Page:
Vigelund Sculpture. Oslo.
Hazards of Practice
 Being a psychotherapist is no Caribbean
cruise with bonbons and bourbon. (Pipher,
2003, p.75)
 Dwelling with the stories that haunt us:
Building a meaningful nursing practice.
(Rashotte, 2005, p.34)
 If you are paying attention to the world
you see a lot of pain…
 Francesca was in therapy after a brutal
date rape. Sue Anne came because her
husband had just killed himself.
(Pipher, 2003, p. 53)
 The capacity for compassion and empathy
seems to be at the core of our ability to be
wounded by the work. (Stamm, 1995, p. ix)
When I am affected by a
woman’s story or someone
tells me something about a
domestic violence situation, I
can’t stop thinking about it. I
feel for that person. I think
about them all day every
day…I’ve taken on someone
else’s trauma.... (Boyland
cited in Lipsky & Burk,
2009, p. 124)
As general exhaustion
Professional Uncertainty
Ambiguity of the human condition
Compassion Fatigue –
Emotional Depletion
Method and outcome are unclear
As emotional exhaustion
Hemorrhaging of the Professional Self
Ambiguous Professional
Endings / Loss
Clients / Patients
disappear without closure
Vicarious Traumatization
Being changed cognitively by the stories of
human suffering
What is Resilience?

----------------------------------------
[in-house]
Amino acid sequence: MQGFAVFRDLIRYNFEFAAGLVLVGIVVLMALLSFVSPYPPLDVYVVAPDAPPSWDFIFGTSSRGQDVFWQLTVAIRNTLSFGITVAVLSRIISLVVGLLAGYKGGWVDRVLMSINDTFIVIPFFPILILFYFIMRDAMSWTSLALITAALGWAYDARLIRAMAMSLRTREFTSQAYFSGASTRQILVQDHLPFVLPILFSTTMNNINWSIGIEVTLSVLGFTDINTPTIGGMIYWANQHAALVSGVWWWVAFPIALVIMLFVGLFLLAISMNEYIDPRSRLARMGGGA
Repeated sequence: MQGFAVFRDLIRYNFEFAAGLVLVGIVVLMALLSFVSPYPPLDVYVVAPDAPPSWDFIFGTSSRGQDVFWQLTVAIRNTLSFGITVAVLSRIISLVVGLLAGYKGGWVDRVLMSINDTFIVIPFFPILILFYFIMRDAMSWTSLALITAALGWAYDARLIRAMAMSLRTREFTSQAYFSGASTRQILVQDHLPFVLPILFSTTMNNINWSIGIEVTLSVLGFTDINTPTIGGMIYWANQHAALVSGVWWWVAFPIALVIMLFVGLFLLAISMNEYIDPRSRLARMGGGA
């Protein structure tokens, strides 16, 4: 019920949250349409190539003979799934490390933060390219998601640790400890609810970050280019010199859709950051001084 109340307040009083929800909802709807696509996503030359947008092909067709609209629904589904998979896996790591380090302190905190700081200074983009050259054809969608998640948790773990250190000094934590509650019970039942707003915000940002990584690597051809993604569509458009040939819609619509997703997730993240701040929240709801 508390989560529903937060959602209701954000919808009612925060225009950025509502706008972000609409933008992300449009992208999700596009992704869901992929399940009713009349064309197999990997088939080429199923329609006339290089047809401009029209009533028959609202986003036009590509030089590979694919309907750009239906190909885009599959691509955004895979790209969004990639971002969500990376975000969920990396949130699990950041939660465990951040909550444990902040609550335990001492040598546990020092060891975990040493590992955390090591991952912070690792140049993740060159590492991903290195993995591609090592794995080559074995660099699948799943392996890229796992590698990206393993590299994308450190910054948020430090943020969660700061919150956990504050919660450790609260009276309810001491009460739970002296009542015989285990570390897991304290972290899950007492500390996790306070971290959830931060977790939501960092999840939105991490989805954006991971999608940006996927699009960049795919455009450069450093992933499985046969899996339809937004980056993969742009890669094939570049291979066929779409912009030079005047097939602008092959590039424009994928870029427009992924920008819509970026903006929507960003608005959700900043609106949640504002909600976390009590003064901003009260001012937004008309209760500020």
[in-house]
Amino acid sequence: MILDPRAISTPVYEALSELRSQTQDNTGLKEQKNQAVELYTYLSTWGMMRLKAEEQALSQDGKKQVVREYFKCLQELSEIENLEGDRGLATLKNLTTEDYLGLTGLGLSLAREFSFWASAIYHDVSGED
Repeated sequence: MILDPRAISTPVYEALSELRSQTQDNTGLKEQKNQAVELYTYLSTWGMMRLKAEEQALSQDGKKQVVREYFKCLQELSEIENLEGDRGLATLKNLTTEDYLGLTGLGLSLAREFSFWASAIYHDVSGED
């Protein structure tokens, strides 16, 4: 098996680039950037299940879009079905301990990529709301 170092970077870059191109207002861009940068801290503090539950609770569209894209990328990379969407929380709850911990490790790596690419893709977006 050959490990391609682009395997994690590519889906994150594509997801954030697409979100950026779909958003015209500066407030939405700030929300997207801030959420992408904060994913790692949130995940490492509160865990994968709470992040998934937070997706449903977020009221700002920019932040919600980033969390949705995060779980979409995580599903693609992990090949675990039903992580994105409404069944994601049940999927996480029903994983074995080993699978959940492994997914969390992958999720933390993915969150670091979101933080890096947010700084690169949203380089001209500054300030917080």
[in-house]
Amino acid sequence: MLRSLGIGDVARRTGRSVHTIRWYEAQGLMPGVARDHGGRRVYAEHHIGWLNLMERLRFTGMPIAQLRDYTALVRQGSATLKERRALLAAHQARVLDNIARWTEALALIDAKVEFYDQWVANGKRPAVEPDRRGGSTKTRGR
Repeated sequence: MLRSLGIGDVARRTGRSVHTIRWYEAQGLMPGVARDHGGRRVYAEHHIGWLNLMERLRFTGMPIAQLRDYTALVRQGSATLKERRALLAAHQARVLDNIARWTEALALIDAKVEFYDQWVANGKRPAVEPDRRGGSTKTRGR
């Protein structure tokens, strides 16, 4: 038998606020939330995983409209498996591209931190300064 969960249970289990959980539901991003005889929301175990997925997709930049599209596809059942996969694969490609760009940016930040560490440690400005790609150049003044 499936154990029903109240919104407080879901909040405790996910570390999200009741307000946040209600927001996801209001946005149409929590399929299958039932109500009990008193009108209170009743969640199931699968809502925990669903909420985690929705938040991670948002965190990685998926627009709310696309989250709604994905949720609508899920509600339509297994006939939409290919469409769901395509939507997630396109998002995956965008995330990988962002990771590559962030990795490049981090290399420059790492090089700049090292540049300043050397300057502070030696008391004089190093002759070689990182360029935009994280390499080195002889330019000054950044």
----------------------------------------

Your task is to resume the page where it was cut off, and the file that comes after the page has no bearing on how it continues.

 The word comes from the Latin  An early use of the word
word resilre—to rebound…
 like a rubber band does after it is
stretched and then
released….concept of resilience
continues to refer generally to
positive adaption in the context of
risk or adversity. (Masten, 2014,
p. 9)
resilience---Tredgold in
1818 described timber that
would bend but not break.
(Hou, 2014)
 Simple definition…being able
to bounce back from difficult
What is Resilience?
 The two pioneer longitudinal
studies of human resilience were
done by
 Werner, Bierman & French
(1971) of immigrant children
growing up in Hawaii and
 Garmezy (1971) of poor children
growing up in Minneapolis
 Neither used the word resilience
in their early writings, but did in
Factors Associated With Resilient
Young People
 Positive relationships with parents-caregivers,
other adults, friends and romantic partners
 Intellect and problem solving skills